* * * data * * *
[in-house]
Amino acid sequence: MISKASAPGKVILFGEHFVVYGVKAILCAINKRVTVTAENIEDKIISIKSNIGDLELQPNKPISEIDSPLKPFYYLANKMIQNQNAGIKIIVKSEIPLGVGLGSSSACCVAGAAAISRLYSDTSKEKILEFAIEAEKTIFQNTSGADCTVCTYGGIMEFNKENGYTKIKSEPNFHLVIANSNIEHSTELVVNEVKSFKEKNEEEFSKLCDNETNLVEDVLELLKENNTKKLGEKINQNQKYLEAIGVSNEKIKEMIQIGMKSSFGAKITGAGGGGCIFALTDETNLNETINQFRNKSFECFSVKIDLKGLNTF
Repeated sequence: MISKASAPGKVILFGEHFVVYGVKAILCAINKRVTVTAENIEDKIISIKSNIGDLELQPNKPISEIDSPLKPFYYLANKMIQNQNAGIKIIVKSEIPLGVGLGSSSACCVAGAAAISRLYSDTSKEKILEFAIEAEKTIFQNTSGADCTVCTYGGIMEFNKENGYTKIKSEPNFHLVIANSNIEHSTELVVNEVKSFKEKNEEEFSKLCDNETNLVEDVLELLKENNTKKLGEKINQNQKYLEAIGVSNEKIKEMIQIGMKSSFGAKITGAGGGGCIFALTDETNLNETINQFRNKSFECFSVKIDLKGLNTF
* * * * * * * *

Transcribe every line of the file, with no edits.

[in-house]
Amino acid sequence: MISKASAPGKVILFGEHFVVYGVKAILCAINKRVTVTAENIEDKIISIKSNIGDLELQPNKPISEIDSPLKPFYYLANKMIQNQNAGIKIIVKSEIPLGVGLGSSSACCVAGAAAISRLYSDTSKEKILEFAIEAEKTIFQNTSGADCTVCTYGGIMEFNKENGYTKIKSEPNFHLVIANSNIEHSTELVVNEVKSFKEKNEEEFSKLCDNETNLVEDVLELLKENNTKKLGEKINQNQKYLEAIGVSNEKIKEMIQIGMKSSFGAKITGAGGGGCIFALTDETNLNETINQFRNKSFECFSVKIDLKGLNTF
Repeated sequence: MISKASAPGKVILFGEHFVVYGVKAILCAINKRVTVTAENIEDKIISIKSNIGDLELQPNKPISEIDSPLKPFYYLANKMIQNQNAGIKIIVKSEIPLGVGLGSSSACCVAGAAAISRLYSDTSKEKILEFAIEAEKTIFQNTSGADCTVCTYGGIMEFNKENGYTKIKSEPNFHLVIANSNIEHSTELVVNEVKSFKEKNEEEFSKLCDNETNLVEDVLELLKENNTKKLGEKINQNQKYLEAIGVSNEKIKEMIQIGMKSSFGAKITGAGGGGCIFALTDETNLNETINQFRNKSFECFSVKIDLKGLNTF